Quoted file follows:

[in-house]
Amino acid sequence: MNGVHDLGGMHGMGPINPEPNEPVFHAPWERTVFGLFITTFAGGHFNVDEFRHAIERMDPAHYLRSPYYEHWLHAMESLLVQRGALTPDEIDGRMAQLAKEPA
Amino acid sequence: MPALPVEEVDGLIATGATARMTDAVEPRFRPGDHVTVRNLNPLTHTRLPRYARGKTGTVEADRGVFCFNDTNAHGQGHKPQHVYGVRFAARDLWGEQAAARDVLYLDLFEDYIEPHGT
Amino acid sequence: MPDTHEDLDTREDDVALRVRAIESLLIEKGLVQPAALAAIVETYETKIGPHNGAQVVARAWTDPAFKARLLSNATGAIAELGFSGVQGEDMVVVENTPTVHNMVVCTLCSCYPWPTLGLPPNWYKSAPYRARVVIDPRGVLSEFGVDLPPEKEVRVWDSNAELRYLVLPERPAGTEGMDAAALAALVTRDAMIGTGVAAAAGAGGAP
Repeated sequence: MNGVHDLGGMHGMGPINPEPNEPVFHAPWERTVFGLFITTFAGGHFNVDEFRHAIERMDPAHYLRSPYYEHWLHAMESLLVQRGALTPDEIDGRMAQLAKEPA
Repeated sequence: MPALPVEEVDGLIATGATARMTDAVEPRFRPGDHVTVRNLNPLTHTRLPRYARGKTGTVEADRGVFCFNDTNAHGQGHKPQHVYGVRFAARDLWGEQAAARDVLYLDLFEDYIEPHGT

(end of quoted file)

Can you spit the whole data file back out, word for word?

[in-house]
Amino acid sequence: MNGVHDLGGMHGMGPINPEPNEPVFHAPWERTVFGLFITTFAGGHFNVDEFRHAIERMDPAHYLRSPYYEHWLHAMESLLVQRGALTPDEIDGRMAQLAKEPA
Amino acid sequence: MPALPVEEVDGLIATGATARMTDAVEPRFRPGDHVTVRNLNPLTHTRLPRYARGKTGTVEADRGVFCFNDTNAHGQGHKPQHVYGVRFAARDLWGEQAAARDVLYLDLFEDYIEPHGT
Amino acid sequence: MPDTHEDLDTREDDVALRVRAIESLLIEKGLVQPAALAAIVETYETKIGPHNGAQVVARAWTDPAFKARLLSNATGAIAELGFSGVQGEDMVVVENTPTVHNMVVCTLCSCYPWPTLGLPPNWYKSAPYRARVVIDPRGVLSEFGVDLPPEKEVRVWDSNAELRYLVLPERPAGTEGMDAAALAALVTRDAMIGTGVAAAAGAGGAP
Repeated sequence: MNGVHDLGGMHGMGPINPEPNEPVFHAPWERTVFGLFITTFAGGHFNVDEFRHAIERMDPAHYLRSPYYEHWLHAMESLLVQRGALTPDEIDGRMAQLAKEPA
Repeated sequence: MPALPVEEVDGLIATGATARMTDAVEPRFRPGDHVTVRNLNPLTHTRLPRYARGKTGTVEADRGVFCFNDTNAHGQGHKPQHVYGVRFAARDLWGEQAAARDVLYLDLFEDYIEPHGT